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E-waste hall of shame

Page - October 31, 2006
Consumer electronics has a dirty side unmentioned in slick advertising. What happens to old electronics products containing hazardous chemicals? Growing amounts end up dumped for unsafe, dirty recycling by hand in China and India.

 In just one visit to a Chinese scrap yard we discovered numerous global brands. To help solve the problem companies need to clean up - by removing hazardous chemicals from products and take back - be responsible for entire product lifecycle including re-use, safe recycling or responsible disposal. Sony, Nokia, Samsung, Sony Ericsson and LG have made a start by committing to clean up their products. The brands pictured below have committed to neither of these steps:


"We recognize that by integrating sound environmental, health and safety management practices into all aspects of our business, we can offer technologically innovative products and services while conserving and enhancing resources for future generations." (source)

How does allowing their products to be dumped in China fit with conserving and enhancing resources for future generations?

Also Apple apparently "strives for continuous improvement in our environmental, health and safety management systems and in the environmental quality of our products, processes and services."

It just doesn't strive as hard as other companies to remove hazardous chemicals from it products.


"IBM's corporate policy on environmental affairs, first issued in 1971, is supported by the company's global Environmental management system, which is the key element of company's efforts to achieve results consistent with environmental leadership and ensures the company is vigilant in protecting the environment across all of its operations worldwide." (source)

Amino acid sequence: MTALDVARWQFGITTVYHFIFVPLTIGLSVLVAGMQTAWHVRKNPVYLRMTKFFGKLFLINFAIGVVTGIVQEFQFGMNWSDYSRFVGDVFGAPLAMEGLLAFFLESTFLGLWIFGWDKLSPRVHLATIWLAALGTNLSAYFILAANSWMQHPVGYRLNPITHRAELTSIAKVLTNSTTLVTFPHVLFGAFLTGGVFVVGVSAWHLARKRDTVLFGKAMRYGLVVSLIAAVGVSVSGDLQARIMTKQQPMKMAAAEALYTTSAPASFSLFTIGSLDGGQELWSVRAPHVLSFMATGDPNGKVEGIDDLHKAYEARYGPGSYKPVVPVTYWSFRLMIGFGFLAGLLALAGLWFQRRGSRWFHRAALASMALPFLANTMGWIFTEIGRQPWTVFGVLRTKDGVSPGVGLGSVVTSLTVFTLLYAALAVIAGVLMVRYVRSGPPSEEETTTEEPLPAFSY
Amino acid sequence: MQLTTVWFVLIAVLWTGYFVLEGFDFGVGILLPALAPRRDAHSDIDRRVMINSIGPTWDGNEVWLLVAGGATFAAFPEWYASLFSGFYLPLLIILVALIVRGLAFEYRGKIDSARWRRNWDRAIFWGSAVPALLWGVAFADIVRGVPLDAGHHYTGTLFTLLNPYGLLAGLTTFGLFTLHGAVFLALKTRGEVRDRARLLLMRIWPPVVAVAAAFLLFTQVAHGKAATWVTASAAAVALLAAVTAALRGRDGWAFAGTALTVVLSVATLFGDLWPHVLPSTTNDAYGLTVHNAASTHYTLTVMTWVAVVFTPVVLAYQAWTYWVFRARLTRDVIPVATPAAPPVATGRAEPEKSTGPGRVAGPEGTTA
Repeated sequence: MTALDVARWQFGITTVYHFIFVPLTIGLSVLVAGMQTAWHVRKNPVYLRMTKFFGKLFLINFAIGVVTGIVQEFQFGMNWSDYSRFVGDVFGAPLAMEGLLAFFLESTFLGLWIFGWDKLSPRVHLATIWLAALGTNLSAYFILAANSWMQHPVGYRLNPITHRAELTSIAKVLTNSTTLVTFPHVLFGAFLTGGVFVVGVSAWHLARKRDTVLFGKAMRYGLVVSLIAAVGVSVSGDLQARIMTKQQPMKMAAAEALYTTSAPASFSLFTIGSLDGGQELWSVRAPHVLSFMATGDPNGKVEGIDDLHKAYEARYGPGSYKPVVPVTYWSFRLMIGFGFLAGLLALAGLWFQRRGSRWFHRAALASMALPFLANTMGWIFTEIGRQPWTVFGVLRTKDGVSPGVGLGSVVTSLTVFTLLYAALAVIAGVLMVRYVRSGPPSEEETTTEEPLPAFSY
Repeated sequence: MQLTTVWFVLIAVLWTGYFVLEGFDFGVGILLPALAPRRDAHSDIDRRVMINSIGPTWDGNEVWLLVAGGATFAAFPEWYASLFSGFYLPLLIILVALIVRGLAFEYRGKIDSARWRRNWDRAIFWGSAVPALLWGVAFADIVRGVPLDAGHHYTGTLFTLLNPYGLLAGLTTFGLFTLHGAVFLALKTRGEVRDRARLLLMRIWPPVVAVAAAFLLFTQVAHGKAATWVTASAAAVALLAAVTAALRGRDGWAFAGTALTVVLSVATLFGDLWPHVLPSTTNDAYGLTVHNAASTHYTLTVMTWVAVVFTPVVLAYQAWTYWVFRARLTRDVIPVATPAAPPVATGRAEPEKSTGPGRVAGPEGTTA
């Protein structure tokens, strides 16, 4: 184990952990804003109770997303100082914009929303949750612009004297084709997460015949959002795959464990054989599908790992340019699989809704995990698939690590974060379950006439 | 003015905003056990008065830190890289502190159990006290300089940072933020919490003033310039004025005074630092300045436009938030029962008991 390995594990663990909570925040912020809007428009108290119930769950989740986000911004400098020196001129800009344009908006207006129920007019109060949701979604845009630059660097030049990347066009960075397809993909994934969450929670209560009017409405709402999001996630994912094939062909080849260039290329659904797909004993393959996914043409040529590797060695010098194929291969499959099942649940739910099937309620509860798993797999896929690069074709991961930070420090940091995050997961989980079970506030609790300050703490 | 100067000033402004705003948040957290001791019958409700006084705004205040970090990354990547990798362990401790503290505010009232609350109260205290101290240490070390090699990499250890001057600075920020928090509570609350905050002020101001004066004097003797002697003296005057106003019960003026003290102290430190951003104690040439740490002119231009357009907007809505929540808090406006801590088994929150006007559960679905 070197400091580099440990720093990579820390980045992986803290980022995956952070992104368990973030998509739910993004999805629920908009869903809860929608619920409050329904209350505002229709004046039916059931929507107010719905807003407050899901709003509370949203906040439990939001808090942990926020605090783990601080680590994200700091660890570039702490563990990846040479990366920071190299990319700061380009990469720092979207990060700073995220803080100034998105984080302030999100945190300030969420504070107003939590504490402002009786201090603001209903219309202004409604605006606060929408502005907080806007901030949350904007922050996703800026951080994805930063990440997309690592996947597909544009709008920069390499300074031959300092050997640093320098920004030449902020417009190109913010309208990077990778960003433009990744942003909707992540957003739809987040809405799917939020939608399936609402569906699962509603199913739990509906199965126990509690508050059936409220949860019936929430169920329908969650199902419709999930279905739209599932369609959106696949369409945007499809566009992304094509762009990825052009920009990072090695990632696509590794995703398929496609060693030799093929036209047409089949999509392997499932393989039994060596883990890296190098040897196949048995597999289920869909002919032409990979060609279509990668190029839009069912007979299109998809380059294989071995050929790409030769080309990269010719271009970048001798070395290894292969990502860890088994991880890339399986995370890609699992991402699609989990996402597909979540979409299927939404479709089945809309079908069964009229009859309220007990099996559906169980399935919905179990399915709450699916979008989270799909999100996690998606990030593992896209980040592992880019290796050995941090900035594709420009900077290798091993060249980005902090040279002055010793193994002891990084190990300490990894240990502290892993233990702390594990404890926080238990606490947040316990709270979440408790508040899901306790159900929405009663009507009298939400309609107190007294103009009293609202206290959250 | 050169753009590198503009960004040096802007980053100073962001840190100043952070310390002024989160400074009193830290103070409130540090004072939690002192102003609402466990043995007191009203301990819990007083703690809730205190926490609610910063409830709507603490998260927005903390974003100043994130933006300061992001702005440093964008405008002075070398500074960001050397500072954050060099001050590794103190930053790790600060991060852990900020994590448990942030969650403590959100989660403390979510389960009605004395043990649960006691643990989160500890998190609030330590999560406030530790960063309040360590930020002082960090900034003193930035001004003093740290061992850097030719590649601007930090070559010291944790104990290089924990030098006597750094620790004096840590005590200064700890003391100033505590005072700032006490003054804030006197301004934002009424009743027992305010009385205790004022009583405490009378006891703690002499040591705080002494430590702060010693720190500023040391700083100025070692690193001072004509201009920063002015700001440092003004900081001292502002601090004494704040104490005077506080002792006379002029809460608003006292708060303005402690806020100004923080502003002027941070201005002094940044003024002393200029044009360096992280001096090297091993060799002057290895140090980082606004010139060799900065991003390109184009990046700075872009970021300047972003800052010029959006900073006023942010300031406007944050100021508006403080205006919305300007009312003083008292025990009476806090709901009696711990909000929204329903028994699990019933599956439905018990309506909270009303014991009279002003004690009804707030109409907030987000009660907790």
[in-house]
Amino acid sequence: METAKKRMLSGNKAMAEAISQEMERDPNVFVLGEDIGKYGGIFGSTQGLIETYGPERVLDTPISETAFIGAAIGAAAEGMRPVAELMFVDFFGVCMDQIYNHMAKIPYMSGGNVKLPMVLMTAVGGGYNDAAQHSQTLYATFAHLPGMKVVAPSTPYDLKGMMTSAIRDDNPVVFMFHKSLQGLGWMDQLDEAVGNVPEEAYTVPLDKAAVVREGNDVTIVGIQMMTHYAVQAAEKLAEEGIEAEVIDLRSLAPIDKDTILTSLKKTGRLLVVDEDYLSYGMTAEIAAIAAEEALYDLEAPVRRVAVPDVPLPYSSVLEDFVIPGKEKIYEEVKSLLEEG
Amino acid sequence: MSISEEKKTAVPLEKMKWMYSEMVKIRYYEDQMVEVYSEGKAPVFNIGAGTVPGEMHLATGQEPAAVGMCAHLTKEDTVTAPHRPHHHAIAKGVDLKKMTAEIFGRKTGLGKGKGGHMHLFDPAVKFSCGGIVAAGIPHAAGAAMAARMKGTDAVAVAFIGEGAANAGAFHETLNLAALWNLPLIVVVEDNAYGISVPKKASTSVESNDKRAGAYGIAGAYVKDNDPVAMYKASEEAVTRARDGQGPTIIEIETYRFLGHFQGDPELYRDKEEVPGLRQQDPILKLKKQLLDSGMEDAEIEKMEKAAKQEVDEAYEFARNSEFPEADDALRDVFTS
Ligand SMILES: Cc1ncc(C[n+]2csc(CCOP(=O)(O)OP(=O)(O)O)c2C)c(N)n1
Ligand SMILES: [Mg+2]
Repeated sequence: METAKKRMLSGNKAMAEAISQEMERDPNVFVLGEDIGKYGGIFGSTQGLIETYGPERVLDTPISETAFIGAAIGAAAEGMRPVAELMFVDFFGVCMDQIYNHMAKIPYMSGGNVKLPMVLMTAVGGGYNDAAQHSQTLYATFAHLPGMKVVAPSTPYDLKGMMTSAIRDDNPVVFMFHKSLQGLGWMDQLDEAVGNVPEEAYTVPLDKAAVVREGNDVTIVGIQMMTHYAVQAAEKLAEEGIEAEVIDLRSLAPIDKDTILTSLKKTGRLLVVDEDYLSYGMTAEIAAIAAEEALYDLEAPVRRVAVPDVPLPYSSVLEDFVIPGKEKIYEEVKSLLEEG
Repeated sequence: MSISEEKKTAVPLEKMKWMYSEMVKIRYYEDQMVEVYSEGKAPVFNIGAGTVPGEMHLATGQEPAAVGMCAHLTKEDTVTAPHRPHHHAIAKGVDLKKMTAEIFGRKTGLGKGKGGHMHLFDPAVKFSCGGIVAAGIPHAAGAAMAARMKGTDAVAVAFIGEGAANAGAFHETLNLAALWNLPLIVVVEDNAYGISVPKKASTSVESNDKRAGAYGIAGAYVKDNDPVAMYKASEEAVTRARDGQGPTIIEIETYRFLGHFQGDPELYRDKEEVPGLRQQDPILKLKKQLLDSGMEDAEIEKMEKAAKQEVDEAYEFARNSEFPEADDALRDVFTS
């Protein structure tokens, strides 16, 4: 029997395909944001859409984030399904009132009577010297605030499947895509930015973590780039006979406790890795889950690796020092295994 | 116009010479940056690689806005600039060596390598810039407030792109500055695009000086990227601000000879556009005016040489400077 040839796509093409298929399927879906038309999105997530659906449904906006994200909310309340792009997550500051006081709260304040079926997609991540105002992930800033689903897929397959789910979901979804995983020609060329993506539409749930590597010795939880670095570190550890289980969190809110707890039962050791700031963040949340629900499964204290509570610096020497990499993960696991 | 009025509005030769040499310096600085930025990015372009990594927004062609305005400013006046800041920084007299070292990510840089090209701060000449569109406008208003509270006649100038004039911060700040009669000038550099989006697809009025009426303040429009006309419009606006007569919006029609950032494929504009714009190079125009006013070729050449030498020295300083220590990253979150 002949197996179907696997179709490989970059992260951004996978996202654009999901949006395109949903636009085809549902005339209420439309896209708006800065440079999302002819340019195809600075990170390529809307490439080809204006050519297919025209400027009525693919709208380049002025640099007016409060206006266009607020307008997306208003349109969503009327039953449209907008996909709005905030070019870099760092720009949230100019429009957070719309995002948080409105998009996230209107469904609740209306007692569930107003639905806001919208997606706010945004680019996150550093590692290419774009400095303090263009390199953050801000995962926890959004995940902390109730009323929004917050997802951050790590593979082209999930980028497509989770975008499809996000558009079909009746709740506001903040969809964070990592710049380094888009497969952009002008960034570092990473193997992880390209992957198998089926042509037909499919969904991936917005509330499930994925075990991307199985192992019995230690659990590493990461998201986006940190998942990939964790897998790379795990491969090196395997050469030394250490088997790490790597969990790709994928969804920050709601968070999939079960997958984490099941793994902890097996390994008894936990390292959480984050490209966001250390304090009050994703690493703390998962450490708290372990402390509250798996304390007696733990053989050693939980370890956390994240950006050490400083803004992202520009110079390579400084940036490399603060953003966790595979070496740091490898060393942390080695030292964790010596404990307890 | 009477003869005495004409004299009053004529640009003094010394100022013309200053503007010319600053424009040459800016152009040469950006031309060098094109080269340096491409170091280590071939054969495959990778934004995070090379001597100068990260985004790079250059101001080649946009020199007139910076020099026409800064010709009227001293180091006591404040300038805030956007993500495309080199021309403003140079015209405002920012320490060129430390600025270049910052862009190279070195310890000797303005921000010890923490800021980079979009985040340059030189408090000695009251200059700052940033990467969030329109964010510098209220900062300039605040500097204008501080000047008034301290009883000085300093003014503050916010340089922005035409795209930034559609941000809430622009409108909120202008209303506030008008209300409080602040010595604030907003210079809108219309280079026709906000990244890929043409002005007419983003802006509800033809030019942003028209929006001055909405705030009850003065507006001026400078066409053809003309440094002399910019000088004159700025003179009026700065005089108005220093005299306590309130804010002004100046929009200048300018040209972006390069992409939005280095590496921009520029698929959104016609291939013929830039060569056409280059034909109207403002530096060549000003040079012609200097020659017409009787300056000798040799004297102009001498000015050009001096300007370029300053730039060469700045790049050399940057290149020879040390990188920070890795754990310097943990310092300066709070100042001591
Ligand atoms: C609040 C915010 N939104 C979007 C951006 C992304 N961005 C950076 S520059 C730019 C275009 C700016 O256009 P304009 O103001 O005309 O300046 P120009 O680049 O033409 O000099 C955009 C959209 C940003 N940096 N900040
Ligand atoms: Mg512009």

More finely worded corporate policies. But in just one day at a Chinese e-waste scrapping yard we found IBM computers in piles of computer junk for recycling by hand.

IBM claims to be: "committed to environmental leadership in all of its business activities, from its operations to the design of its products and use of its technology." 

But IBM has not even taken the first step of committing to removing hazardous chemicals to tackle the e-waste problem.  How exactly is that showing environmental leadership?


"Throughout product development, Toshiba assesses the environmental impacts of product usage while striving to maximize recovery of resources and recycling of end-of-use products." (source)

But just like Apple, Toshiba just doesn't strive as hard as other companies to remove toxic chemicals from it products.


"In 2001, based on Matsushita's (Panasonic) Environmental Statement, we announced our new Environmental Vision, aimed at building a recycling-oriented society." (source)

Visions are fine but the reality in 2005 is that people are still recycling Panasonic products by hand in China in terrible conditions. Panasonic has yet to take even the first step of committing to remove hazardous chemicals from its products to make recycling easier and safer.


"As a global citizen, Acer is committed to reducing and preventing harmful effects on the environment, hence promoting a healthy place for working and living."

Maybe if Acer bosses had to spend a day taking apart their products by hand in a Chinese e-waste scrap yard they might be more inclined to commit to remove hazardous chemicals from their products. Acer has yet to match similar commitments from other Asian companies like Samsung, Sony and LG.